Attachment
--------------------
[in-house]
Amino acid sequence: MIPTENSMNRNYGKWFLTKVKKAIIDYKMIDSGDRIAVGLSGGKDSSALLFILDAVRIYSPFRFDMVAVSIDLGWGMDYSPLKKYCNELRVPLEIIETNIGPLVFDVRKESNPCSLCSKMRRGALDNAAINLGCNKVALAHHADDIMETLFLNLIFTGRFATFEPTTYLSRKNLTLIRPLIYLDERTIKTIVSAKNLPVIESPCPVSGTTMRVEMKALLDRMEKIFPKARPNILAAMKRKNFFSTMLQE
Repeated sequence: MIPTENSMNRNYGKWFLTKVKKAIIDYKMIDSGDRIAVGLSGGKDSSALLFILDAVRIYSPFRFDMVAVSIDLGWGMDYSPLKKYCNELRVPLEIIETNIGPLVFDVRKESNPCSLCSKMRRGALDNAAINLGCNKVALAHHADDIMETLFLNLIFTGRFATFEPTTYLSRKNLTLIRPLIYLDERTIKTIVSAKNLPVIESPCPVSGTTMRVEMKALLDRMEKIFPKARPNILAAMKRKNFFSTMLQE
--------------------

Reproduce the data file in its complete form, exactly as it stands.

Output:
[in-house]
Amino acid sequence: MIPTENSMNRNYGKWFLTKVKKAIIDYKMIDSGDRIAVGLSGGKDSSALLFILDAVRIYSPFRFDMVAVSIDLGWGMDYSPLKKYCNELRVPLEIIETNIGPLVFDVRKESNPCSLCSKMRRGALDNAAINLGCNKVALAHHADDIMETLFLNLIFTGRFATFEPTTYLSRKNLTLIRPLIYLDERTIKTIVSAKNLPVIESPCPVSGTTMRVEMKALLDRMEKIFPKARPNILAAMKRKNFFSTMLQE
Repeated sequence: MIPTENSMNRNYGKWFLTKVKKAIIDYKMIDSGDRIAVGLSGGKDSSALLFILDAVRIYSPFRFDMVAVSIDLGWGMDYSPLKKYCNELRVPLEIIETNIGPLVFDVRKESNPCSLCSKMRRGALDNAAINLGCNKVALAHHADDIMETLFLNLIFTGRFATFEPTTYLSRKNLTLIRPLIYLDERTIKTIVSAKNLPVIESPCPVSGTTMRVEMKALLDRMEKIFPKARPNILAAMKRKNFFSTMLQE